Less than four days after I wrote an article speculating that fired Anaheim Duck coach Bruce Boudreau had probably coached his last NHL game, at least for a while, he is back in the NHL as a head coach once again. What makes his return even more incredulous is that his new employer is the Minnesota Wild who it is rumored, beat out Calgary and Ottawa in a race to get him. Evidently these teams, unlike myself, see Boudreau as the next Moses who can get to the Stanley Grail – Cup.
Minnesota used to miss the Stanley Cup Playoffs regularly. A few years ago, they spent a lot of money on free agents Zach Parise and Ryan Suter. Now instead of missing the playoffs, they qualify, maybe win a playoff round against a lesser team like Colorado and St. Louis, and then get put out by a better team, usually Chicago, but this year Dallas. They are a team of wheel-spinners, stuck at the first or second rounds of the playoffs.
Evidently management sees the problem as a coaching one, firing Mike Yeo, and now interim coach John Torchetti. What they will not admit is that even with Parise and Suter, Minnesota simply does not have enough talent to be a true Stanley Cup contender.
A few years ago, Boudreau got his first head coaching job in Washington, but became one of a string of coaches of the wheel-spinning Capitals who failed to get the Alexander Ovechkin-led team even to the Eastern Conference Final. Then he became coach of Anaheim. This time he did better, getting the Ducks to the Western Conference Final after beating lesser teams Winnipeg and Calgary. But like in Washington, each time he had to play a true Stanley Cup contender like Los Angeles and Chicago, Boudreau was sent packing. He failed to lift his team to a higher level.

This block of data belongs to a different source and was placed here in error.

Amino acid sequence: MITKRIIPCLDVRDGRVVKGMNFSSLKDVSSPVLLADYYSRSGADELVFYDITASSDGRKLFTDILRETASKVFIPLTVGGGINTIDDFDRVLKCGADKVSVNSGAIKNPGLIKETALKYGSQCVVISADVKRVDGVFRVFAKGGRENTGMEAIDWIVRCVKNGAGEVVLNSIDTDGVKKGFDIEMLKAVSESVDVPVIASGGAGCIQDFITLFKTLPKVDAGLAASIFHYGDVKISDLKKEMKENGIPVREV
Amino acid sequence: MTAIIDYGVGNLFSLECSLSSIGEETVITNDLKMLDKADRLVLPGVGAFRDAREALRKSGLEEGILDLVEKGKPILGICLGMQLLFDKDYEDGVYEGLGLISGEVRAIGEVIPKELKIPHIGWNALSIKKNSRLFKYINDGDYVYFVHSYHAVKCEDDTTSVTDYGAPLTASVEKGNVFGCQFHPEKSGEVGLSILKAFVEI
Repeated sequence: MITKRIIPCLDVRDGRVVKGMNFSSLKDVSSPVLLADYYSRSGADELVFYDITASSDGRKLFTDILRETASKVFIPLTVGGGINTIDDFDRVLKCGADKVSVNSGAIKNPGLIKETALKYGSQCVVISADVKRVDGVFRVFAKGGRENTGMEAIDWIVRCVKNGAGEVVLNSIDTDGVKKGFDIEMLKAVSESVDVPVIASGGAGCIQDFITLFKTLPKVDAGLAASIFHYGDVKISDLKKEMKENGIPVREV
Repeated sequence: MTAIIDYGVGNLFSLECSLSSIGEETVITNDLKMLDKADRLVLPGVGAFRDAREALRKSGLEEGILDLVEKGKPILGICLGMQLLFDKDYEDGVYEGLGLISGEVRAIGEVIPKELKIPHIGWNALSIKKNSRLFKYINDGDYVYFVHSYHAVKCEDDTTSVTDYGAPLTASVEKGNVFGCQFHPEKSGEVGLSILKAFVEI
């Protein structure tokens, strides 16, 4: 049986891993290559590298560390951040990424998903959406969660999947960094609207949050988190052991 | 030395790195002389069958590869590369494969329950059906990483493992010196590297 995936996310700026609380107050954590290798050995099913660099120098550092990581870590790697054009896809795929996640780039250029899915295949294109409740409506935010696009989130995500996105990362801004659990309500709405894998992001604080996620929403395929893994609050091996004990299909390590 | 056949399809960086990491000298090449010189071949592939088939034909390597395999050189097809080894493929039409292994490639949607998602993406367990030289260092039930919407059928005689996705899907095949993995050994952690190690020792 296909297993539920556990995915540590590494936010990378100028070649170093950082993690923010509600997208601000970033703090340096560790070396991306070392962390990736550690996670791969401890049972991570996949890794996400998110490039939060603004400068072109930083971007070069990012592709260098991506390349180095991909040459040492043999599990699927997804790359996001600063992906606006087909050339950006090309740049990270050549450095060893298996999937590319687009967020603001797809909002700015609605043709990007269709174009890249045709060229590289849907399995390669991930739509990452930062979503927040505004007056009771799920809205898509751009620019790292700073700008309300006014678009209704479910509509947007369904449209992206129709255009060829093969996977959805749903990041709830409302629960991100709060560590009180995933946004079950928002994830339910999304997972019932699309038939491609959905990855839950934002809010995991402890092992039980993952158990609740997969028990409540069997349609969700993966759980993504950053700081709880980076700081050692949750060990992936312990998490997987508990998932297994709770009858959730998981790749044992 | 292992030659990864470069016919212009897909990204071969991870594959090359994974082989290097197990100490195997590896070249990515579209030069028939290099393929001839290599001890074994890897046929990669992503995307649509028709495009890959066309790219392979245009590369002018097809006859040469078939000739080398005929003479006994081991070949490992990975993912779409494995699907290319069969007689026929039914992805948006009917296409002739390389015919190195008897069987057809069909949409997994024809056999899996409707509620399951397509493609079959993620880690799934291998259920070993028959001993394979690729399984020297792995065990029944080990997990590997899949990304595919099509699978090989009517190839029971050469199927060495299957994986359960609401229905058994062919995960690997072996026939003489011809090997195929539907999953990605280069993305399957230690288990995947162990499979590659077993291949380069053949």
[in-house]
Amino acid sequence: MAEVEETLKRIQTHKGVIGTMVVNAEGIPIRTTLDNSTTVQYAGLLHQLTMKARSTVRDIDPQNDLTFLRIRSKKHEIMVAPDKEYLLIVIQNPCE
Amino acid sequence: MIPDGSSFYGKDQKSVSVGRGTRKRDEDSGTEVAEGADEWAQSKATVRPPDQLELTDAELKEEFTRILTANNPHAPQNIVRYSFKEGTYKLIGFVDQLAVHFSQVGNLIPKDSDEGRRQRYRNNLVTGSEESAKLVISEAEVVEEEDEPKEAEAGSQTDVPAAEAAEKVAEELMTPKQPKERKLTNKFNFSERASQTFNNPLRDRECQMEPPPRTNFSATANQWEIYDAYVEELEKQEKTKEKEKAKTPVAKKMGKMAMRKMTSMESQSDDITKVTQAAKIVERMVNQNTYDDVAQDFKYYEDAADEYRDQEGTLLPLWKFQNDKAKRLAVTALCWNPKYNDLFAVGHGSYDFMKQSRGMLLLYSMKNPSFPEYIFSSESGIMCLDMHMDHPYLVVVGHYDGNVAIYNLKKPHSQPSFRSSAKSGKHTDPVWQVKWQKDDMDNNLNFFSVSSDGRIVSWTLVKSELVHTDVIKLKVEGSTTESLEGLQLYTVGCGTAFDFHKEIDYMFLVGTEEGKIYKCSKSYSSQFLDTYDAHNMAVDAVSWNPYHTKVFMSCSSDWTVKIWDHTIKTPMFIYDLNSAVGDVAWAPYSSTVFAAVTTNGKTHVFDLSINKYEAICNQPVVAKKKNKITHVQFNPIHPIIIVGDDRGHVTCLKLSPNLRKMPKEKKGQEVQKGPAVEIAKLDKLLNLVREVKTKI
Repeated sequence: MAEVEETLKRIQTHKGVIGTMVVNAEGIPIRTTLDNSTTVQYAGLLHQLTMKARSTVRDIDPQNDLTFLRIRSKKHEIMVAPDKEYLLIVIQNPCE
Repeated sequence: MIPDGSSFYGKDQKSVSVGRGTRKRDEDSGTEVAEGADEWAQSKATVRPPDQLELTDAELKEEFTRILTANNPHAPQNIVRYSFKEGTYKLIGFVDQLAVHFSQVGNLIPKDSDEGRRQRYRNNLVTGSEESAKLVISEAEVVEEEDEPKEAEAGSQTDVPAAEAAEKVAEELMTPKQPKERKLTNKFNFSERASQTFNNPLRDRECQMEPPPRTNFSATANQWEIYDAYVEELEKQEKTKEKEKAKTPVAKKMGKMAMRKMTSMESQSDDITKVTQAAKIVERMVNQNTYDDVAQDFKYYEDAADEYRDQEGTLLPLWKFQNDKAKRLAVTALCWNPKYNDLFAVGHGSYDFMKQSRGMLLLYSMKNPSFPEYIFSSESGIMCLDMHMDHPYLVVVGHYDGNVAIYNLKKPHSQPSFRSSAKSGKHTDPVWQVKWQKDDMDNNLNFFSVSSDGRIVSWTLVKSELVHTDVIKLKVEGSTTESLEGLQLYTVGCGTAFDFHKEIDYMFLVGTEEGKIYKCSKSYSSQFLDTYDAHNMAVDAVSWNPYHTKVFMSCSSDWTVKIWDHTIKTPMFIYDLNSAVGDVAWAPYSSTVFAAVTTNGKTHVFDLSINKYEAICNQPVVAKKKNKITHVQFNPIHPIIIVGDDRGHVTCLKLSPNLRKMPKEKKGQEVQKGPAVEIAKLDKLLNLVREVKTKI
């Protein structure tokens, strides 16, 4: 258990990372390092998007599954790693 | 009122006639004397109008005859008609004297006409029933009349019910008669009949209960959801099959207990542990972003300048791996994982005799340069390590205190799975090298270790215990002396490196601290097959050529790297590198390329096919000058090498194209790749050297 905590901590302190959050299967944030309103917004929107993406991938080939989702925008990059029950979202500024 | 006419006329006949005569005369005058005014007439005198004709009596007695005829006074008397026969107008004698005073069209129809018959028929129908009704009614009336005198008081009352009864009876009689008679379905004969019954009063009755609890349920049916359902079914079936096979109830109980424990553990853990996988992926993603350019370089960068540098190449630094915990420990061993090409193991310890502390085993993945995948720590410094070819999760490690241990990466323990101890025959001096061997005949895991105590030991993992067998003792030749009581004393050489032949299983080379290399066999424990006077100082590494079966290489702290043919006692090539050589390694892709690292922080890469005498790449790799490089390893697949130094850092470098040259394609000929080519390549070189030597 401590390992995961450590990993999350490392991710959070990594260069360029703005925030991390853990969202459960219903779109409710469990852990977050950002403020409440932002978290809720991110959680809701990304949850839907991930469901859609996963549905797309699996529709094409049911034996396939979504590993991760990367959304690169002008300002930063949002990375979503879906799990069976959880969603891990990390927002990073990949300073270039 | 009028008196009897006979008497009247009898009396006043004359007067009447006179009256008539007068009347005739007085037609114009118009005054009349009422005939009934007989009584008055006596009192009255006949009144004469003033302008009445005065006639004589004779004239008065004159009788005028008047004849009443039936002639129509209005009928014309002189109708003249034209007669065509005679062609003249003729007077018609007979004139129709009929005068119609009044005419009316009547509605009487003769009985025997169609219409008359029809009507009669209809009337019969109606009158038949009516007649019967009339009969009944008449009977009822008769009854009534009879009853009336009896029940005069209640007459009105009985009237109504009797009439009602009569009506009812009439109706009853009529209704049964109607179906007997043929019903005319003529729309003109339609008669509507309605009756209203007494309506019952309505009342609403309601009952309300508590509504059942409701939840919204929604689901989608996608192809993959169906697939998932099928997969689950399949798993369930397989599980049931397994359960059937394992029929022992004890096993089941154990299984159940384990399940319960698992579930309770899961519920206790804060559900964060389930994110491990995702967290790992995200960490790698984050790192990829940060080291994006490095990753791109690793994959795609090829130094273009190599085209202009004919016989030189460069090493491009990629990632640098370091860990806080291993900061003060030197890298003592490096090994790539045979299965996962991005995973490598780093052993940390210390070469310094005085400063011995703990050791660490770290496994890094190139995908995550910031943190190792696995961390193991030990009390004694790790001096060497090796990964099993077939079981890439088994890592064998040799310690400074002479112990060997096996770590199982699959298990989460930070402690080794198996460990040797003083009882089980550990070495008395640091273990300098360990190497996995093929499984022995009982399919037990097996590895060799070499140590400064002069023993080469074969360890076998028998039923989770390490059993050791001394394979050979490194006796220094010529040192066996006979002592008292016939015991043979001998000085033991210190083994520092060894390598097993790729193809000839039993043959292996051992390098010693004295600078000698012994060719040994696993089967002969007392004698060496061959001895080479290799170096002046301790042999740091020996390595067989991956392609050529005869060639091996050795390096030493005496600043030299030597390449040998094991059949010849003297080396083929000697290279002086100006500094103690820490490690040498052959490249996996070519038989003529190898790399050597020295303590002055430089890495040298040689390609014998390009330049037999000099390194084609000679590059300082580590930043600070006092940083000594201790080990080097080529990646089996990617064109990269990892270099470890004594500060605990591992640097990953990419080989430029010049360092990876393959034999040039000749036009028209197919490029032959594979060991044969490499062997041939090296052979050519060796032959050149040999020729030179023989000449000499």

But isn’t this the same situation in Minnesota? The Wild have even less talent than Washington and Anaheim. Isn’t the problem that Minnesota cannot advance deep into the playoffs and win a playoff round against the better teams? If Boudreau cannot do this with the more talented Capitals and Ducks, how is he supposed to do what he could not do before with the less talented Wild?
The type of coach Minnesota really needs (since they will not significantly increase their talent level) is in San Jose, where Peter DeBoer took under-talented New Jersey to the Stanley Cup Final and now seems poised to take the over-the-hill Sharks past up-and-coming Nashville after eliminating favored Los Angeles in the first round.
As for Boudreau, he is the type of coach who can make a bad team good but not a good team great. He is probably more suited for teams like perpetual doormats and under-achievers Columbus and Edmonton.
The only thing Minnesota has done is spared Ottawa and Calgary the mistake of hiring Boudreau. They would do better to try and find their own Peter DeBoer somewhere else. As for Minnesota, unless management significantly upgrades its talent, the results are probably going to be the same.
Right now, Minnesota General Manager Chuck Fletcher is being congratulated for signing Boudreau. He had better be right in his choice because if Boudreau stays true to form in his playoff coaching career, the next firing in Minnesota will probably be Fletcher.